Validation of a mouse model to disrupt LINC complexes in a cell-specific manner

David Razafsky, Chloe Potter, Didier Hodzic

Research output: Contribution to journalArticlepeer-review

7 Scopus citations


Nuclear migration and anchorage within developing and adult tissues relies heavily upon large macromolecular protein assemblies called LInkers of the Nucleoskeleton and Cytoskeleton (LINC complexes). These protein scaffolds span the nuclear envelope and connect the interior of the nucleus to components of the surrounding cytoplasmic cytoskeleton. LINC complexes consist of two evolutionary-conserved protein families, Sun proteins and Nesprins that harbor C-terminal molecular signature motifs called the SUN and KASH domains, respectively. Sun proteins are transmembrane proteins of the inner nuclear membrane whose N-terminal nucleoplasmic domain interacts with the nuclear lamina while their C-terminal SUN domains protrudes into the perinuclear space and interacts with the KASH domain of Nesprins. Canonical Nesprin isoforms have a variable sized N-terminus that projects into the cytoplasm and interacts with components of the cytoskeleton. This protocol describes the validation of a dominant-negative transgenic mouse strategy that disrupts endogenous SUN/KASH interactions in a cell-type specific manner. Our approach is based on the Cre/Lox system that bypasses many drawbacks such as perinatal lethality and cell nonautonomous phenotypes that are associated with germline models of LINC complex inactivation. For this reason, this model provides a useful tool to understand the role of LINC complexes during development and homeostasis in a wide array of tissues.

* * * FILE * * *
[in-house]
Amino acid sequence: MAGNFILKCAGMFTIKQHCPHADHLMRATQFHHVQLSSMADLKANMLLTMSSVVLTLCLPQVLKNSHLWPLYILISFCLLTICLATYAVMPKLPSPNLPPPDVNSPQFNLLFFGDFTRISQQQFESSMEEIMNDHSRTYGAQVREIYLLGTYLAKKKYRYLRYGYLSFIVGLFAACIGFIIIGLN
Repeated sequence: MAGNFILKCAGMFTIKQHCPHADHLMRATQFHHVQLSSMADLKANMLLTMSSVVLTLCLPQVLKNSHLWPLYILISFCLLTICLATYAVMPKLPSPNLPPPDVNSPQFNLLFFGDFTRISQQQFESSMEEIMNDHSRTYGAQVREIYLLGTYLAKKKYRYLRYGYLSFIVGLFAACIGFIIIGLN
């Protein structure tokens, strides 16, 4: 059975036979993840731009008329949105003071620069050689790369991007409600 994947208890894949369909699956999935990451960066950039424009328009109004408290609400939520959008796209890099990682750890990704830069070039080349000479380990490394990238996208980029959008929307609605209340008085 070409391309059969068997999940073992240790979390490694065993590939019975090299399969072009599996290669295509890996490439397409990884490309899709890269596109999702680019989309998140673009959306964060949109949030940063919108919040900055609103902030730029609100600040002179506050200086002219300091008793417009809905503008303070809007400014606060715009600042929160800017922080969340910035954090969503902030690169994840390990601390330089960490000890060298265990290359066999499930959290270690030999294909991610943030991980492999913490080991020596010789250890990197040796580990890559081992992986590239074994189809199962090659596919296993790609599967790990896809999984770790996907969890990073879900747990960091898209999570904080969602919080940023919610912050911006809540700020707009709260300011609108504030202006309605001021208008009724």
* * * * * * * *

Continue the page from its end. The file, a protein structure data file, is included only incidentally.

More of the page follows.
Original languageEnglish
Article numbere53318
JournalJournal of Visualized Experiments
Issue number106
StatePublished - Dec 10 2015


  • Cerebellum
  • Issue 106
  • KASH
  • LINC complex
  • Molecular Biology
  • Nesprin
  • Nuclear envelope
  • Nucleus
  • Purkinje cells
  • Sun


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